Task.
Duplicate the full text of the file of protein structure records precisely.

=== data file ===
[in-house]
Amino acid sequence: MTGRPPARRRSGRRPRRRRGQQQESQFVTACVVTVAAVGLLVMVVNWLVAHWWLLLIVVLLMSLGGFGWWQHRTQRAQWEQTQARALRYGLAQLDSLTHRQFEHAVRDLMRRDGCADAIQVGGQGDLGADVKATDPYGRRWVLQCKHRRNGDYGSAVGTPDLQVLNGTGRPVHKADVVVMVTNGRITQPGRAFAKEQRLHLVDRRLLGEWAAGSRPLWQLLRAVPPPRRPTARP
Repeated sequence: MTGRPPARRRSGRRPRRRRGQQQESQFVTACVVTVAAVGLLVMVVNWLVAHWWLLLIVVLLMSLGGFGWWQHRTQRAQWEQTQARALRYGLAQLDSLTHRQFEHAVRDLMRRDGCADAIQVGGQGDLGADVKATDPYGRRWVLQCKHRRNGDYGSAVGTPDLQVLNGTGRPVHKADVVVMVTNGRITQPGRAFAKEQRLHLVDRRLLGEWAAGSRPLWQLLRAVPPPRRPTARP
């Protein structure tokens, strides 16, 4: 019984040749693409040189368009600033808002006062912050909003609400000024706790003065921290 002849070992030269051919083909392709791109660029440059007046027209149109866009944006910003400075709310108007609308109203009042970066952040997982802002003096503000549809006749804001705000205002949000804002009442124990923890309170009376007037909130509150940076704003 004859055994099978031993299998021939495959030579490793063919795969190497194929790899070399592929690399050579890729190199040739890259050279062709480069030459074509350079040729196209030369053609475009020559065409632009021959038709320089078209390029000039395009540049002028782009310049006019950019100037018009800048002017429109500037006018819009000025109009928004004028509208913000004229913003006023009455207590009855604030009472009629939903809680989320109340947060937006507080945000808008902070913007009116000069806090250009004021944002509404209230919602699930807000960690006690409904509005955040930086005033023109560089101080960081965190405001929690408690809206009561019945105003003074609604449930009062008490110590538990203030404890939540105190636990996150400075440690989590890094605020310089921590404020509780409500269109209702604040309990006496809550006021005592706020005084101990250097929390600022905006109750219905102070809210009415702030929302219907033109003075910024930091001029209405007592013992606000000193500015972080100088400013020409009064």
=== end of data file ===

[in-house]
Amino acid sequence: MTGRPPARRRSGRRPRRRRGQQQESQFVTACVVTVAAVGLLVMVVNWLVAHWWLLLIVVLLMSLGGFGWWQHRTQRAQWEQTQARALRYGLAQLDSLTHRQFEHAVRDLMRRDGCADAIQVGGQGDLGADVKATDPYGRRWVLQCKHRRNGDYGSAVGTPDLQVLNGTGRPVHKADVVVMVTNGRITQPGRAFAKEQRLHLVDRRLLGEWAAGSRPLWQLLRAVPPPRRPTARP
Repeated sequence: MTGRPPARRRSGRRPRRRRGQQQESQFVTACVVTVAAVGLLVMVVNWLVAHWWLLLIVVLLMSLGGFGWWQHRTQRAQWEQTQARALRYGLAQLDSLTHRQFEHAVRDLMRRDGCADAIQVGGQGDLGADVKATDPYGRRWVLQCKHRRNGDYGSAVGTPDLQVLNGTGRPVHKADVVVMVTNGRITQPGRAFAKEQRLHLVDRRLLGEWAAGSRPLWQLLRAVPPPRRPTARP
């Protein structure tokens, strides 16, 4: 019984040749693409040189368009600033808002006062912050909003609400000024706790003065921290 002849070992030269051919083909392709791109660029440059007046027209149109866009944006910003400075709310108007609308109203009042970066952040997982802002003096503000549809006749804001705000205002949000804002009442124990923890309170009376007037909130509150940076704003 004859055994099978031993299998021939495959030579490793063919795969190497194929790899070399592929690399050579890729190199040739890259050279062709480069030459074509350079040729196209030369053609475009020559065409632009021959038709320089078209390029000039395009540049002028782009310049006019950019100037018009800048002017429109500037006018819009000025109009928004004028509208913000004229913003006023009455207590009855604030009472009629939903809680989320109340947060937006507080945000808008902070913007009116000069806090250009004021944002509404209230919602699930807000960690006690409904509005955040930086005033023109560089101080960081965190405001929690408690809206009561019945105003003074609604449930009062008490110590538990203030404890939540105190636990996150400075440690989590890094605020310089921590404020509780409500269109209702604040309990006496809550006021005592706020005084101990250097929390600022905006109750219905102070809210009415702030929302219907033109003075910024930091001029209405007592013992606000000193500015972080100088400013020409009064």